If you have not read the first post of the series, please read it before reading this post.
I have tried using two NVIDIA Tesla V100 16GB SXM2 GPUs and the MusicVAE model (https://magenta.tensorflow.org/music-vae) to generate music based on MIDI files of songs from the albums of Linkin Park.
The first trained model showed that a computer could generate harmonic (or should I say normal) music, but the sample size was too small to generate original music. (Quiz: what was the most predominant Hybrid Theory/Meteora song on the first samples?)
Because of this, I have gone further and expanded the sample size of Linkin Park songs to 42 songs from all seven Linkin Park albums.
The methodology did not differ much from the first post, so please consult the first post for how you can do this yourself.
This time, it also took me around a week on one Tesla V100 16GB SXM2 GPU using
--hparams=batch_size=32,learning_rate=0.0005, same as the first run. Ten samples were generated this time.
This time, the music samples were quite original while it did remind me of what Linkin Park would have composed.
The accuracy of the model did not increase fast as the first model, and it increased gradually until the 200k steps finished.
Apart from that, the result was quite impressing.
The results are available Here.
I can feel them while listening to these samples. Don’t you? (Image courtesy of Linkin Park)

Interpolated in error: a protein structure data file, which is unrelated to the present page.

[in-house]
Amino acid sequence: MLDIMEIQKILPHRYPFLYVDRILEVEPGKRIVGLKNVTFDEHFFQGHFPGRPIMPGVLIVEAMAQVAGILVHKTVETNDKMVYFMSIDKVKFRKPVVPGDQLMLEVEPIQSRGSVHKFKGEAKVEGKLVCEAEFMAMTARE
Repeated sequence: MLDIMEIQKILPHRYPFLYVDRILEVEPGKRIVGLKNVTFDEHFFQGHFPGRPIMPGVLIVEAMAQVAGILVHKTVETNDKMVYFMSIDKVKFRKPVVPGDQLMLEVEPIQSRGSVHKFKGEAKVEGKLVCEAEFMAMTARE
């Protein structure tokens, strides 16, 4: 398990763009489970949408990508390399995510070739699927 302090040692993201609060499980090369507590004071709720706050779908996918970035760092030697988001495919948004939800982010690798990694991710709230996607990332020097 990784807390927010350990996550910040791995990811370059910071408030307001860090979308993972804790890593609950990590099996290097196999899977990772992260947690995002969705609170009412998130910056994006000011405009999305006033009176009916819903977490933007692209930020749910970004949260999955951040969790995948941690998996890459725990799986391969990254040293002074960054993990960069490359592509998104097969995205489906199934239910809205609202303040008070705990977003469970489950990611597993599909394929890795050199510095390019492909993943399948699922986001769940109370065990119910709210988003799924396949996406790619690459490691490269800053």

If you want to generate new music using this trained model, Download the Checkpoint from Here and use Tensorflow Magenta to generate using This Command. You can also interpolate with other Midi files to add a taste of Linkin Park to other music.
Next time, I will be back with some different artists, or combinations of different artists using the MusicVAE model of Tensorflow Magenta.
I will also perform a detailed analysis of models trained from now on using Tensorboard.
MusicVAE model (https://magenta.tensorflow.org/music-vae) in Tensorflow Magenta (https://github.com/tensorflow/magenta)
FLAC Synthesizer by Musescore (https://musescore.com/ or https://github.com/musescore/MuseScore)
This is the second post of a series of blog posts on Machine-Generated Music. The collection of posts will expand based on new selections on genres and music artists or bands.